• Michael Laxer

Courage statement shows, yet again, why fighting for a left agenda in the NDP is futile

Resolutionary socialism was a waste of time in 2013 and it still is now.

Screenshot from the 2018 NDP convention


In the least surprising "news" to come out of the Canadian left in the last few years, it would seem the folks in Courage have discovered what many of us have been saying for years: pass all the resolutions you want at NDP conventions, the party does not care. They are meaningless other than as an exercise in futility.


In a post February 2, 2021, they noted that:


In total, the membership voted in support of 29 different policy-related resolutions in 2018 (not including non-policy resolutions regarding internal party business, campaign strategy, etc.) Of these 29 policy resolutions, only 13 have been added to the version of the Policy Book that appears on the 2021 convention website. The rest appear to have been simply disregarded by the party.
Among these ignored resolutions are some fairly major platform pieces, such as full drug decriminalization, and a ban on the racist practice of police “carding.” Perhaps most egregiously absent from the Policy Book is a commitment to fighting for socialized, universal dental care. This resolution passed nearly unanimously at the 2018 convention, is nowhere to be found in the Policy Book, and was substituted for a much weaker means-tested dental care proposal in the NDP’s 2019 election platform.

They go on to bemoan that this contradicts the party's own constitution, which is another thing the NDP has never cared about.


The statement ends by saying:


While this discovery has somewhat eroded our confidence in the ability of grassroots movements to have a meaningful voice within the NDP, we nonetheless intend to continue pushing for more transparency, more accountability when breakdowns like this occur, and a more robust democracy within the NDP. We hope you’ll join us in this fight, at the 2021 convention and beyond.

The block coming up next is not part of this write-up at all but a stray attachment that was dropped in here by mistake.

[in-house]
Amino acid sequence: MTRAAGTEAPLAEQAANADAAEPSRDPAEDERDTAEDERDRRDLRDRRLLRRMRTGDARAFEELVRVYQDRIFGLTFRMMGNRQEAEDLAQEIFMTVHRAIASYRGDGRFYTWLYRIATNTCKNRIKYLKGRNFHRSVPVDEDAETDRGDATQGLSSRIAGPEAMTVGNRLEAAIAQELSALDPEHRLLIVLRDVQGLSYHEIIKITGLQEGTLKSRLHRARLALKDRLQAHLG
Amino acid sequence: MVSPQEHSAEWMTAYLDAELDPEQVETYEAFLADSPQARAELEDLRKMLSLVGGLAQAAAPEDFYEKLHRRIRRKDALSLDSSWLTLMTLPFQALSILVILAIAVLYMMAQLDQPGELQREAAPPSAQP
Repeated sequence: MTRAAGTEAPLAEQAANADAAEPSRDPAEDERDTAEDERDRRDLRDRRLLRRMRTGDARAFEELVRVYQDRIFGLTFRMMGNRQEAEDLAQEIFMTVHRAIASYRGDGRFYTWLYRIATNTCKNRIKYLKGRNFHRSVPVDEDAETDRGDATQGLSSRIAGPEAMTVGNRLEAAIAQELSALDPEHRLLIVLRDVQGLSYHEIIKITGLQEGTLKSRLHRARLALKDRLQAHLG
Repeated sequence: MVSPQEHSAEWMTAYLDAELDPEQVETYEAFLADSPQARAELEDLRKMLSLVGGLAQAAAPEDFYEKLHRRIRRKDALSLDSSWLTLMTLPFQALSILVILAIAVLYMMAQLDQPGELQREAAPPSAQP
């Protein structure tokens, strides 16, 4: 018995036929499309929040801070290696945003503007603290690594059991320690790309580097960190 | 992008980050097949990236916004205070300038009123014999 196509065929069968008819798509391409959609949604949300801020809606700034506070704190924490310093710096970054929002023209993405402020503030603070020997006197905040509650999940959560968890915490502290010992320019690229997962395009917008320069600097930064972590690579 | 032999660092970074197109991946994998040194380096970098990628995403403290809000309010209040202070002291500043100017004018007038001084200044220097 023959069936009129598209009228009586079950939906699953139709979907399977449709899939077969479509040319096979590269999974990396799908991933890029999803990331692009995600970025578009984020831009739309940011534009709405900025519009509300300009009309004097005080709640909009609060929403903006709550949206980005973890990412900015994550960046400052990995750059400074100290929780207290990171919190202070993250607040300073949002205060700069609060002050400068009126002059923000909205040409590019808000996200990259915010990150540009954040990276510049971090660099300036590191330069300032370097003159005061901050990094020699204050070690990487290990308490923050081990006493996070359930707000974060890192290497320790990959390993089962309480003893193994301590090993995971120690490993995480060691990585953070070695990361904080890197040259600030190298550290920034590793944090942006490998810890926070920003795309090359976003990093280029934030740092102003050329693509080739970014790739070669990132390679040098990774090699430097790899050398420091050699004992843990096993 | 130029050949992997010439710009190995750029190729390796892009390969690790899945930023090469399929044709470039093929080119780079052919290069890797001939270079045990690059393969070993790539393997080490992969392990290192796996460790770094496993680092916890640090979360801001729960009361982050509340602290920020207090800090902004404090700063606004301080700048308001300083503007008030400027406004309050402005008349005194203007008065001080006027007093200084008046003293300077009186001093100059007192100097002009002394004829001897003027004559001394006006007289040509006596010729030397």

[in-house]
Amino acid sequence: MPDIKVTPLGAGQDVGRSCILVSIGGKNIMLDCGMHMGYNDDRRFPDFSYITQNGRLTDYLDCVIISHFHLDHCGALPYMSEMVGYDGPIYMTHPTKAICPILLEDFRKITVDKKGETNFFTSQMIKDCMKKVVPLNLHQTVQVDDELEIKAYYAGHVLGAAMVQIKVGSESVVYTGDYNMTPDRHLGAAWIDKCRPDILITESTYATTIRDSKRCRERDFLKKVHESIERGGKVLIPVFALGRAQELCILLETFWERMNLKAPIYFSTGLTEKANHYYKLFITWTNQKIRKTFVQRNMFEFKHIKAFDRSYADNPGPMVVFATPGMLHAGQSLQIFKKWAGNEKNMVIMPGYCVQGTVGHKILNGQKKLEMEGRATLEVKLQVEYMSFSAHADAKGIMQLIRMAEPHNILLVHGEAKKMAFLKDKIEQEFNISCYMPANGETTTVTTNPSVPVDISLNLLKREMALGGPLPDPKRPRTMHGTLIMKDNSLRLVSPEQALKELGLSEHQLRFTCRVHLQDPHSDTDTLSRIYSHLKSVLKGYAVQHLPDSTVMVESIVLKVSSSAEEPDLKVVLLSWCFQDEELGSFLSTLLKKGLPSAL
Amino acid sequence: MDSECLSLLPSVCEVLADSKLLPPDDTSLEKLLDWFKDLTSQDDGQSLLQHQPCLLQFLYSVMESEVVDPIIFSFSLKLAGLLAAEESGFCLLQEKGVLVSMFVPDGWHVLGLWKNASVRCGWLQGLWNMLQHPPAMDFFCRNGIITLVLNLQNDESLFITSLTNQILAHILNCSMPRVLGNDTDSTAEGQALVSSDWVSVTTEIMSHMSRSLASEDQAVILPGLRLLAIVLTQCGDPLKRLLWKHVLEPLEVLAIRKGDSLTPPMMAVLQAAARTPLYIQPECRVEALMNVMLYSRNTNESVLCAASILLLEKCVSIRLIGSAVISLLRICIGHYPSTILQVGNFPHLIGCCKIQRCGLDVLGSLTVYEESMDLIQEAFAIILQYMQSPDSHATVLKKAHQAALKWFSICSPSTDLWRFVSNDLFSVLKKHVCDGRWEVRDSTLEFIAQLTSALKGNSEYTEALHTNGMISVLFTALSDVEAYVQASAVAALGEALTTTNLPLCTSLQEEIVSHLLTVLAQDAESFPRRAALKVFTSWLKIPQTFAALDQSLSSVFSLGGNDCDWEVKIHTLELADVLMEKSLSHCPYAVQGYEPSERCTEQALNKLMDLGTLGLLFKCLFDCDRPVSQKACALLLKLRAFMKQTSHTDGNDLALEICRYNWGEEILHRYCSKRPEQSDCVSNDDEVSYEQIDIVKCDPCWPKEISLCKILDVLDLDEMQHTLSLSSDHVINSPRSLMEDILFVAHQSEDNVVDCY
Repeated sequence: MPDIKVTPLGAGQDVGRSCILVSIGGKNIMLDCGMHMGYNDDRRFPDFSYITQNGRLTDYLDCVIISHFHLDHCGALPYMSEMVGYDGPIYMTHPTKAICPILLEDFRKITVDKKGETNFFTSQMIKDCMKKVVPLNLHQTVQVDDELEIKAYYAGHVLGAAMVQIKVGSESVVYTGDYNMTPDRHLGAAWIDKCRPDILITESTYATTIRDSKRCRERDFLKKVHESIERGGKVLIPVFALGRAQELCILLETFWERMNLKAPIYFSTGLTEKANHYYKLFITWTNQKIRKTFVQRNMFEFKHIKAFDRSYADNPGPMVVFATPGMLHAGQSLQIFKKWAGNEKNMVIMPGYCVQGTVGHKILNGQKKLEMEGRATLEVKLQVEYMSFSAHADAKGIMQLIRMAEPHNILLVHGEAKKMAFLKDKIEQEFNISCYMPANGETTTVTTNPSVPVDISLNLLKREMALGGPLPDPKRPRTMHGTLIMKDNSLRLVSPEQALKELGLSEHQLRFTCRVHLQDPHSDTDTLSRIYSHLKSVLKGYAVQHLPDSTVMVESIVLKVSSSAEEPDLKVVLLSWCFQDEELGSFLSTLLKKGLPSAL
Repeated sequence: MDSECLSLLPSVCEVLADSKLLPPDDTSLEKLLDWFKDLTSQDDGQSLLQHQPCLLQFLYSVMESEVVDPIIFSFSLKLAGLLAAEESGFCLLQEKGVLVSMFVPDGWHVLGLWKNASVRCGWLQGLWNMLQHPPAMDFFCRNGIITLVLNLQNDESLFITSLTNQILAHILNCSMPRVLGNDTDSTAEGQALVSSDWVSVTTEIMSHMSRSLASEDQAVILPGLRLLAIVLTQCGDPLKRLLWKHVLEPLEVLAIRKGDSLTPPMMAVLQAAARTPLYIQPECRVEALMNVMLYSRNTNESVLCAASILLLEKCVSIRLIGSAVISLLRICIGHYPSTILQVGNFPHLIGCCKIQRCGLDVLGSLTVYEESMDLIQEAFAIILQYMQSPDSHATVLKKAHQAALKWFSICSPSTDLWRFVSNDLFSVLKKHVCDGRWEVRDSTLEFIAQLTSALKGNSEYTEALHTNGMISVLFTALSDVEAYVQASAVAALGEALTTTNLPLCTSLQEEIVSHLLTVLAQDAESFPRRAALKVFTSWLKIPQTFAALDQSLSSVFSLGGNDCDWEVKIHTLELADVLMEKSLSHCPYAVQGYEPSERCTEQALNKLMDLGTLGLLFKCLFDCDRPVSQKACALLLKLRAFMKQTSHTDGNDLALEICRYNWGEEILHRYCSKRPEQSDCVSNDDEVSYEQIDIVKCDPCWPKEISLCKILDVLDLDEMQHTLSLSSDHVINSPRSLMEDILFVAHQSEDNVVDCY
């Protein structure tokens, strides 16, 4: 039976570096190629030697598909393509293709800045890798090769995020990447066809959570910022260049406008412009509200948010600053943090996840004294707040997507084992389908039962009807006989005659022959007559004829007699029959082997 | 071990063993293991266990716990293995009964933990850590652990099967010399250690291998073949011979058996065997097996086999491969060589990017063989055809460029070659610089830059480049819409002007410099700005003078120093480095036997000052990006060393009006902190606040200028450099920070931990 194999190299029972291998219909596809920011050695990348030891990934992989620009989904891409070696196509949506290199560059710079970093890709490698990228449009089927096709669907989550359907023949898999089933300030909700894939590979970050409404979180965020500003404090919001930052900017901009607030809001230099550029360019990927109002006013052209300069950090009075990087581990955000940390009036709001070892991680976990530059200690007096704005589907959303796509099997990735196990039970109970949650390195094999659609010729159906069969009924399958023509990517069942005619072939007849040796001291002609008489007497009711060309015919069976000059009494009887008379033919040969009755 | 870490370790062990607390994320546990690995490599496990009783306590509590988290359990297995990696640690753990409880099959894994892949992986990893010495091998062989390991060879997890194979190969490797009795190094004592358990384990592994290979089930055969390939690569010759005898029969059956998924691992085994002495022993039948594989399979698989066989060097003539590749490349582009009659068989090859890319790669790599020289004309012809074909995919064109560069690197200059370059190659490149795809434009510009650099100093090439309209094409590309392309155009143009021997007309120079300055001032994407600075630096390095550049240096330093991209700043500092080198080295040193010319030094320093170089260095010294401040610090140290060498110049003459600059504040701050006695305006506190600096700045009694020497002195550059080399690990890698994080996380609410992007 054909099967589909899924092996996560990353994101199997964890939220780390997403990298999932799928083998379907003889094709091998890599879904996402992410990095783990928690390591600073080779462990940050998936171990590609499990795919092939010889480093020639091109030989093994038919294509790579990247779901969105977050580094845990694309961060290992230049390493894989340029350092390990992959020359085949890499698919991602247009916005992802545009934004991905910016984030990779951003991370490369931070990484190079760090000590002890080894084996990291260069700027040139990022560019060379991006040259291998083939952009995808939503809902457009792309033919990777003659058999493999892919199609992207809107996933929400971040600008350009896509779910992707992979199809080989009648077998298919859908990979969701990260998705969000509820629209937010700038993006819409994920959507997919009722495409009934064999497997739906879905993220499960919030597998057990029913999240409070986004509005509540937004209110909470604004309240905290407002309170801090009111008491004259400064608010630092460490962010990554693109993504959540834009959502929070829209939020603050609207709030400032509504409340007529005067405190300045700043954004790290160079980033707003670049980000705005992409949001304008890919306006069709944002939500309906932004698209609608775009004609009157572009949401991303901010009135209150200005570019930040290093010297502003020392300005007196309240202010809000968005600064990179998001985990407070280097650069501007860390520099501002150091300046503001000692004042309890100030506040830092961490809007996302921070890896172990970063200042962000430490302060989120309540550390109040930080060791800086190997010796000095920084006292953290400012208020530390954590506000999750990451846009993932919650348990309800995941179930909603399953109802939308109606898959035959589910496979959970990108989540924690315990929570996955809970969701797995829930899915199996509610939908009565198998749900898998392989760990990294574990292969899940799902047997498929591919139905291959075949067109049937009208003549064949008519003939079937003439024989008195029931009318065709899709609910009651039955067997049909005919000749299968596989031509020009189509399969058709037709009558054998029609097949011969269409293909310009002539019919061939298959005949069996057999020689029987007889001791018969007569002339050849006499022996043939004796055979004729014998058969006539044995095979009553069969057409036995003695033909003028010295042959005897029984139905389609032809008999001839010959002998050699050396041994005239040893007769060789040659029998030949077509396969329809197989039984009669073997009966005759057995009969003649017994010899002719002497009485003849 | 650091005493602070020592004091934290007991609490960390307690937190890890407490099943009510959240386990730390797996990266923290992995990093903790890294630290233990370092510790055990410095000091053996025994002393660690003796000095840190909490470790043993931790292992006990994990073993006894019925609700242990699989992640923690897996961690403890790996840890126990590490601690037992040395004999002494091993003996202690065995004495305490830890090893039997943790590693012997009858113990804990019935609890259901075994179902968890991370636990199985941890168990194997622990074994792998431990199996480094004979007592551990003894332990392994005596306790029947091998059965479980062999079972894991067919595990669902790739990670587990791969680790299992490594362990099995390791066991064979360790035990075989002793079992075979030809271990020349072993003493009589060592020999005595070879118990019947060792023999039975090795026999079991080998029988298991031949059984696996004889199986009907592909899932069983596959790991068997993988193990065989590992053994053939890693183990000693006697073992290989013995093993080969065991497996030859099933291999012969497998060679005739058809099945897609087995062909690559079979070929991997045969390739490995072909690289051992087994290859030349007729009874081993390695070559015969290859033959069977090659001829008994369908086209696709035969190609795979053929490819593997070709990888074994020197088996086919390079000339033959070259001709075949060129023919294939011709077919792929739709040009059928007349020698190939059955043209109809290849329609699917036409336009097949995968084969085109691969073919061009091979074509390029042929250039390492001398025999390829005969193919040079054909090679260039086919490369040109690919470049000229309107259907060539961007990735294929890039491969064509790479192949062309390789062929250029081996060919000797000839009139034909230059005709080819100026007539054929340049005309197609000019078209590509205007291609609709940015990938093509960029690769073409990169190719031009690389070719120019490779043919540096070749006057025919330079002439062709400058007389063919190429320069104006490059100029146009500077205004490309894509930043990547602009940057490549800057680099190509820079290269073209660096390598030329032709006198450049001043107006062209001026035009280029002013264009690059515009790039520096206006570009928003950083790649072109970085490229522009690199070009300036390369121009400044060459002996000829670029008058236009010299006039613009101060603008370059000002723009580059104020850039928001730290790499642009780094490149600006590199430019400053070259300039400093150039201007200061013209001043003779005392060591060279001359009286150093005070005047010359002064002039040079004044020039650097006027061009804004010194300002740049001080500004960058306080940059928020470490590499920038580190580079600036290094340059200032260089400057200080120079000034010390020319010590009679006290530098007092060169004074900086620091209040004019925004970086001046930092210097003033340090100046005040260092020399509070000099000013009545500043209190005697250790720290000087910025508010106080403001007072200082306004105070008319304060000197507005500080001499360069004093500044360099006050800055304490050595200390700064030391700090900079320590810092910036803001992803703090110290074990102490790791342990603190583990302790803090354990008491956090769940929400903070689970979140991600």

Somewhat? And they act as if these undemocratic actions are "breakdowns" that are something somehow unintended which they are not at all.


This has been going on for decades. In 2011 the Ontario NDP denied to the Toronto Star that the member policy book even existed. They only admitted it did when the reporter found it on a website that had leaked it. This was the Ginger Project website that myself and other comrades were involved in at the time.


Any resolutions passed at conventions are window dressing. Mobilizing to get resolutions passed as a form of "activism" is a total waste of time. Even if you do get them past the committees and to the floor, if the leadership of the party does not like the resolution they will ignore it as they have over and over and over and over again.


I argued this in 2013 in the piece Resolutionary Socialism: Why a leftist agenda within the NDP is futile and nothing at all has changed.


In fact, since that was published we have seen the advent of the creepy oversight of "Fred Checkers" and the ghosting or disallowing of countless candidates including even a prominent former labour leader and NDP candidate like Sid Ryan.


As I said in 2013, trying to turn the NDP is a fight that cannot be won. To describe it as utopian would be unfair to utopianism, which is predicated on the principle that its struggle is Sisyphean. This is a case of activists tilting at windmills without recognizing that they are doing so.


Further reading: The Left Chapter: Fifty years later it is time to acknowledge the Waffle was wrong




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